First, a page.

Randy Hall is the founder and principal of 4th Gear Consulting. He is passionate about developing amazing leaders and thriving, principled organizations. He believes that nothing will have greater impact on our economy, our communities, our lives and our kids’ lives.

For more than a decade Randy has worked for and with organizations to help them realize more of their potential. His most recent roles in the corporate world were Senior Vice President of Learning and Leadership Development at Bank of America and Global Director of Learning and Development at Pfizer. Prior to moving into leadership development, he spent several years in sales and led his own high performing teams.

Importance of Correct, Precise Documentation When Selling Your Business

The premises were very shabby however the core business was extremely impressive, had masses of potential with huge barriers to entry due to the costs associated with buying new specialised equipment, obtaining suitable laboratory space, training staff in the use of instrumentation, obtaining accreditation’s and gaining the relevant licenses not to mention the time taken to gain the client loyalty and even then, having the right driver behind the wheel would be critical to its future.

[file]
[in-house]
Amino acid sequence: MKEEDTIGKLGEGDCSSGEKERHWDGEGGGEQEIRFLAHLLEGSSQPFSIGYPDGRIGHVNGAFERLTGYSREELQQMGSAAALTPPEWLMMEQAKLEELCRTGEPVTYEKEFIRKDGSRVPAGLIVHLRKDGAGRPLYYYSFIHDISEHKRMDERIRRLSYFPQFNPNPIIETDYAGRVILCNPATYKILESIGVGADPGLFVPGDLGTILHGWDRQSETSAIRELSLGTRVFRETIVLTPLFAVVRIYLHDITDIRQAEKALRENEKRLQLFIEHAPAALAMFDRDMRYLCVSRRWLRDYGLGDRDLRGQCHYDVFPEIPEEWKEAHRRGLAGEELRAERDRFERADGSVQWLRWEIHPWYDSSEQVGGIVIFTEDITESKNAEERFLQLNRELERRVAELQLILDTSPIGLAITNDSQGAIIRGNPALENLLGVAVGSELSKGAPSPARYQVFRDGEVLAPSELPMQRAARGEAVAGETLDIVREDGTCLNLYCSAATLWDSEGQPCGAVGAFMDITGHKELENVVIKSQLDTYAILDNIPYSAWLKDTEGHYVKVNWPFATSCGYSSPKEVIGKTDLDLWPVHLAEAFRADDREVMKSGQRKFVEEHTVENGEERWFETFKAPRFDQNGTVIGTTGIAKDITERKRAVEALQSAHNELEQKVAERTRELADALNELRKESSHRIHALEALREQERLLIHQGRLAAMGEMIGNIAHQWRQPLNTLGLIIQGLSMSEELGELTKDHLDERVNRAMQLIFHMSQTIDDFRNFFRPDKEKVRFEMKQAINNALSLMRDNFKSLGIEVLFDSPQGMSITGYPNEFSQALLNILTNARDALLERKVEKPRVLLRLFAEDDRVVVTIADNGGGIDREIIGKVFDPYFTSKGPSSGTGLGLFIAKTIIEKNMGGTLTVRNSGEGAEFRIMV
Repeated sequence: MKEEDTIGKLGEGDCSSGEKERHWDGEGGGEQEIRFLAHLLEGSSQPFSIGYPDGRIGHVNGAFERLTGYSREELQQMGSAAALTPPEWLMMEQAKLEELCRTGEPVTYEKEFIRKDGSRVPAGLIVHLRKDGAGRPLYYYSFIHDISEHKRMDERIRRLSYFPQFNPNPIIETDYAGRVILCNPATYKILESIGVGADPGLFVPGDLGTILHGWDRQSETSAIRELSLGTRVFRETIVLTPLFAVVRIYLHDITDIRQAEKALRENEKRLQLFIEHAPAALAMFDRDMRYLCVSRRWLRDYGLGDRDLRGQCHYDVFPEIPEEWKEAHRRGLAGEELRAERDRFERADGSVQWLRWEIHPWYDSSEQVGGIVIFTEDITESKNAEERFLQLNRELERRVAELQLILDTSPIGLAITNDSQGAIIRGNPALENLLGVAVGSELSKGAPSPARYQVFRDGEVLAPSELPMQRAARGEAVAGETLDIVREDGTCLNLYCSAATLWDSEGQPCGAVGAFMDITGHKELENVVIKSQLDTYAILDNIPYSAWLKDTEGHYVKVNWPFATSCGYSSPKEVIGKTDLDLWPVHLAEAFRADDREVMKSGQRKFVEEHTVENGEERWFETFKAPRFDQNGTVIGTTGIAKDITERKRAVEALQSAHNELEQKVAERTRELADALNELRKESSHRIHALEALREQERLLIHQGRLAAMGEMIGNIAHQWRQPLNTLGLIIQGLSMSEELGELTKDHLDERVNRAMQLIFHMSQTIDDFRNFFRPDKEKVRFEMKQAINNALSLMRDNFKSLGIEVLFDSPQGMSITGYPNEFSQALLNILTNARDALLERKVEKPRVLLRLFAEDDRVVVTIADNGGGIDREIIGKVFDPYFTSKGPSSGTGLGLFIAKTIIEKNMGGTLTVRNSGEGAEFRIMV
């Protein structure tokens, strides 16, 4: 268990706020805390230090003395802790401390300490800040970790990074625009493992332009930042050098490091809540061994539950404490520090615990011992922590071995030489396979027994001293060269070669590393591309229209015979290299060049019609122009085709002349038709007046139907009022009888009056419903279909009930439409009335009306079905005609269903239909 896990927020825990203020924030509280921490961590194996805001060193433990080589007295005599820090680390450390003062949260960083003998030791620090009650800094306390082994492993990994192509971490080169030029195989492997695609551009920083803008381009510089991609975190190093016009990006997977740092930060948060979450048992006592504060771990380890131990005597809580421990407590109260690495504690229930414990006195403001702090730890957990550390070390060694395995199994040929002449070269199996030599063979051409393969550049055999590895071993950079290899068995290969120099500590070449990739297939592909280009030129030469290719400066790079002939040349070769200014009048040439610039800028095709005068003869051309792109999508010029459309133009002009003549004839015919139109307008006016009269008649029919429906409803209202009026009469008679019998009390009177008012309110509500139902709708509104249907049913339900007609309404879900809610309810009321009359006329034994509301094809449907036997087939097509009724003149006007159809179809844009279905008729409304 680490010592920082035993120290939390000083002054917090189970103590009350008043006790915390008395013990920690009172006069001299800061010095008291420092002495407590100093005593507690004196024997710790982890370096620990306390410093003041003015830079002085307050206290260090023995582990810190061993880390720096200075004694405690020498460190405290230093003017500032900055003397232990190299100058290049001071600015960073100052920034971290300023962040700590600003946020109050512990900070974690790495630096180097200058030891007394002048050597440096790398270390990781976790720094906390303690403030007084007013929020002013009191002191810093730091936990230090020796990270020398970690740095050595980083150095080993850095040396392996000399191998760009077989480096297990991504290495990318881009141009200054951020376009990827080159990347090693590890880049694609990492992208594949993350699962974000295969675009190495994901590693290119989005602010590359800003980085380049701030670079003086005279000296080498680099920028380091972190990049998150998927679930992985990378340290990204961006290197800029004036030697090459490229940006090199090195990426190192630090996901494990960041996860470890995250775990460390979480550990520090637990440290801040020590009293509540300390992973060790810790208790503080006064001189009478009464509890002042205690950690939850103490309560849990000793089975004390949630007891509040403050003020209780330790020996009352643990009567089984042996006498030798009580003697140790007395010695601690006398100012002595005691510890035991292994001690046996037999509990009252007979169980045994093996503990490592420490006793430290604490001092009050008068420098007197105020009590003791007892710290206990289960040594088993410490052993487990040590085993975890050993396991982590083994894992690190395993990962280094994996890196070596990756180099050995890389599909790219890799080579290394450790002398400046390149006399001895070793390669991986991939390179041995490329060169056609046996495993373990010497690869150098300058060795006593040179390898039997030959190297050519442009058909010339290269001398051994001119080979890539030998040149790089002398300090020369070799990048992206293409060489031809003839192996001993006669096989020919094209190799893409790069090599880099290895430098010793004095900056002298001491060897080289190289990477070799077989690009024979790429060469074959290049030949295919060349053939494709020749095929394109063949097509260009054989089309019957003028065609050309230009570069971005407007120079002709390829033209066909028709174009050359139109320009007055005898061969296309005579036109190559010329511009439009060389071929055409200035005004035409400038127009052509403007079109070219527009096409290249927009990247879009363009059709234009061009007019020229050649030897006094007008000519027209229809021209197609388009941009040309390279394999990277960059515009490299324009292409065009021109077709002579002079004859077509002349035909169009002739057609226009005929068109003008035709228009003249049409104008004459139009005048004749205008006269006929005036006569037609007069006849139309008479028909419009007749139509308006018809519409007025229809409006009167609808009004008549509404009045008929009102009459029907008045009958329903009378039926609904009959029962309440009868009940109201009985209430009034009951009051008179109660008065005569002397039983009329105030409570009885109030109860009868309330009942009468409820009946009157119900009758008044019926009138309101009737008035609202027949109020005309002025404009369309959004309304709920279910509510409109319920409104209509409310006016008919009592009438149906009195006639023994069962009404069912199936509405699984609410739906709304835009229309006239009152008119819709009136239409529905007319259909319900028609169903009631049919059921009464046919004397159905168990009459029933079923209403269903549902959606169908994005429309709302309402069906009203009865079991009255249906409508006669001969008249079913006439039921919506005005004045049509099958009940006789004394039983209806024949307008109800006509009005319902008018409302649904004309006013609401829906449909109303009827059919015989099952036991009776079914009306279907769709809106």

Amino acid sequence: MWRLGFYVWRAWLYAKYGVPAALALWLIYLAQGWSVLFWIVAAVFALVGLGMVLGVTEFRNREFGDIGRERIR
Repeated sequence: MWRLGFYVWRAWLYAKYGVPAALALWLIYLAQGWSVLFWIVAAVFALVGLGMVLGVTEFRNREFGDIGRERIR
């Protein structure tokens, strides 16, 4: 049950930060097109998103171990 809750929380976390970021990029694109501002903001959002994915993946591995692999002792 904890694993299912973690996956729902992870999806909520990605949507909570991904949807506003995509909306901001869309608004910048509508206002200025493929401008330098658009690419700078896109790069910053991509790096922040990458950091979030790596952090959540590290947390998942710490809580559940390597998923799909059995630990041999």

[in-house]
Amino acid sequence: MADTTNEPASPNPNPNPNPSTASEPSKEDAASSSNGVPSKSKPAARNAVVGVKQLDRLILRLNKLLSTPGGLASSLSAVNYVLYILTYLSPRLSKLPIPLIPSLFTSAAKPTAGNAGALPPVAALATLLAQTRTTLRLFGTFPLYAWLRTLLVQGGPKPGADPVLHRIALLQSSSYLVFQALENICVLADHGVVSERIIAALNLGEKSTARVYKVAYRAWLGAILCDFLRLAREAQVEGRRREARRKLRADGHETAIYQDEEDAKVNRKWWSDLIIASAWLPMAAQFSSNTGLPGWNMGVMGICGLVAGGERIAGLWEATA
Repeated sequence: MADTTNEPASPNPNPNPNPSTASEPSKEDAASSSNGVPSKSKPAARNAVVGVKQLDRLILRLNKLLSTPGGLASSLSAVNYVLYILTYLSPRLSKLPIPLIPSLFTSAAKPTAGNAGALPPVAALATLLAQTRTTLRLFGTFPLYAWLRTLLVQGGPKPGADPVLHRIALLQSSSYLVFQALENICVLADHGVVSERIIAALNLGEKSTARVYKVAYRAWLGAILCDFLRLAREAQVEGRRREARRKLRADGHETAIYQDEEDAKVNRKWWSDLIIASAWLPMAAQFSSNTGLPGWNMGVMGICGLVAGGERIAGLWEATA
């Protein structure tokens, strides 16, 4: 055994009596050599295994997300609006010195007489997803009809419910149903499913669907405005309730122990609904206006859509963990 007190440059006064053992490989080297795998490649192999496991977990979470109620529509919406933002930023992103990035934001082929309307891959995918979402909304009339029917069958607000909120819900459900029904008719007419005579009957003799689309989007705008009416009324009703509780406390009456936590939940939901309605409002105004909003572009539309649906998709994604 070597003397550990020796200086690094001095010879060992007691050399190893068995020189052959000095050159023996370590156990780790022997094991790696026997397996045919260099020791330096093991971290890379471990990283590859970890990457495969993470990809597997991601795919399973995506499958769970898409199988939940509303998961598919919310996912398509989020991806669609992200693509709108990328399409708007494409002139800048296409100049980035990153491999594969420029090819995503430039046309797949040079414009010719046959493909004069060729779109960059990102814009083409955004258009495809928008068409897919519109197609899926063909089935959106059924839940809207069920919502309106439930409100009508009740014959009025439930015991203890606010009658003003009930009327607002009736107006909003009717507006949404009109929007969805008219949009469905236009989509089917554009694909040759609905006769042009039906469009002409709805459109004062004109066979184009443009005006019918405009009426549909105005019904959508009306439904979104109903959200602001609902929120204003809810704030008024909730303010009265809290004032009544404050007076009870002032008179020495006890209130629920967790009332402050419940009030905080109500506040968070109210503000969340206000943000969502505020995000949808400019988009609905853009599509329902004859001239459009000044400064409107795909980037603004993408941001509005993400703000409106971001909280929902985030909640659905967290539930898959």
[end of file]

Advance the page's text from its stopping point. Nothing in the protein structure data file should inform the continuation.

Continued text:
Each meeting, phone conversation, email with the vendor was difficult as he was suffering from mild memory loss due to his old age and couldn’t remember a lot of what we had discussed previously so my battle with him was very uphill. I knew that I also had to look out for his interests when negotiating a sale and I made sure that every conversation between me, the vendor and the purchaser was well documented.

Everything that you should not do when trying to sell a business, he did. He increased staff wages as he thought it would the right thing to do for them moving forward, he purchased new equipment, he spent money on updating the computer and phone system, he took on new staff, all of which either reduced the net profit or was expected by a purchaser to be included in the sale price with no extra investment.